Their Small Starved Turkish Wedding

If you live in New York or Los Angeles, rush out and see "Head-On" ("Gegen die Wand'), the fourth film from Turkish-German writer/director Fatih Akin. Comic, tragic, absurdist and affirmative, "Head-On" won the Golden Bear in the 2004 Berlinale and has been causing quite a stir in Europe. It's a terrific, timely piece of work that deserves a larger distribution here.

The two central characters are moving at escape velocity but in opposite directions. Cahit (Birol Ünel) is a Turkish-born denizen of the Hamburg punk scene whose marriage to a German woman has failed, sending him into drink and depression. As the film opens, he is driving into a concrete wall ("Gegen die Wand" means "against the wall"). Alive but banged up, he is sitting in the waiting room of a psychiatric clinic when he meets Sibel (Sibel Kekilli), a daughter of Turkish immigrants who rebels against her tradition-minded family by slashing her wrists.

Recognizing scraggly Cahit as a kindred spirit, Sibel conceives a better escape route than suicide: marriage to a guy who, being Turkish, will pass muster with her family, but who also, being a complete lowlife, will not care about the wild fling she hopes to enjoy once she’s free. As it turns out, Cahit does care. Or rather, he learns (re-learns?) what it means to care. And Sibel is drawn, reluctantly, into caring for him. They don't live happily ever after; on the contrary, some grim things occur before the end (this is a German film, after all). But they do pull each other back from the brink.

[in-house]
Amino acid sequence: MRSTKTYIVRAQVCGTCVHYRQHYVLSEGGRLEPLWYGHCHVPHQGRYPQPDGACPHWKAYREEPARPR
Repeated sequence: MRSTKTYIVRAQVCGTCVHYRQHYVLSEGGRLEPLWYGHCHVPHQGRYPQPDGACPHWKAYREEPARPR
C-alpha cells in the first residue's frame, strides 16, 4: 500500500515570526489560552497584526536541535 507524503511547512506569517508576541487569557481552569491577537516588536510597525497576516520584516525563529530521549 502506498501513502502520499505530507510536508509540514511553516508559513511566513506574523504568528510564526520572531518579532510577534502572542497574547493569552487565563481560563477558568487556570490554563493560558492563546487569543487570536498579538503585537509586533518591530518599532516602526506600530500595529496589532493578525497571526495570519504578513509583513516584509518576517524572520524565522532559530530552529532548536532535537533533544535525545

"Head-On" is so timely, it's easy to miss the subtleties. For example, the New York Times describes Sibel's background as a "cloistered society where women are kept captive by their fathers and brothers." But this is a caricature. Sibel's father (Demir Gökgöl) is strict, and her brother (Cem Akin) is a bully. But they are not the Taliban. If they were, then Sibel's mother (Aysel Iscan) would not dye her hair blond and chain smoke. And the hilarious scene where Cahit comes to call would not end the way it does. After listening to his son berate Cahit, the father turns to Sibel and asks, "Is your mind made up?" And when she says yes, the stern old man shrugs: "What is left to say? When two people are in love..."

For Cahit and Sibel the road is not just rocky, it is land-mined. Against the presumption that it’s always good to shake off the fetters of tradition and religion, "Head-On" opposes a distinctly unromantic portrait of the liberated Western lifestyle. Cahit wants to end his life of booze, drugs, impersonal sex, and selfish behavior; Sibel wants to begin hers. But for a moment they glimpse something better: not the old ways, but not their total rejection, either. The sweet spot is when, after cleaning up Cahit's pigpen of a flat, Sibel cooks him a meal of stuffed peppers. The music on the soundtrack is perfect, the camera lingers on her hands, and even though the film contains several sex scenes, this is the most erotic.

There is no hotter issue in Europe right now than the assimilation of large Muslim immigrant populations. But Europeans still have a tendency to think of assimilation as a one-way street. Here in the nation of immigrants, we have learned to think of it as a two-way street. Indeed, in recent years millions of immigrants have come to America and learned new ways. But they have also kept some of the old, and in the process, the rest of us have learned (re-learned?) that life is best lived between the poles of individual liberation and the constraints of family and community. If the success of "Head-On" is any measure, then the same lesson is being pondered in Europe.

January 23, 2005 7:20 AM |



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This page contains a single entry by Chris Mackie, Principal, Covelly Strategies published on January 23, 2005 7:20 AM.

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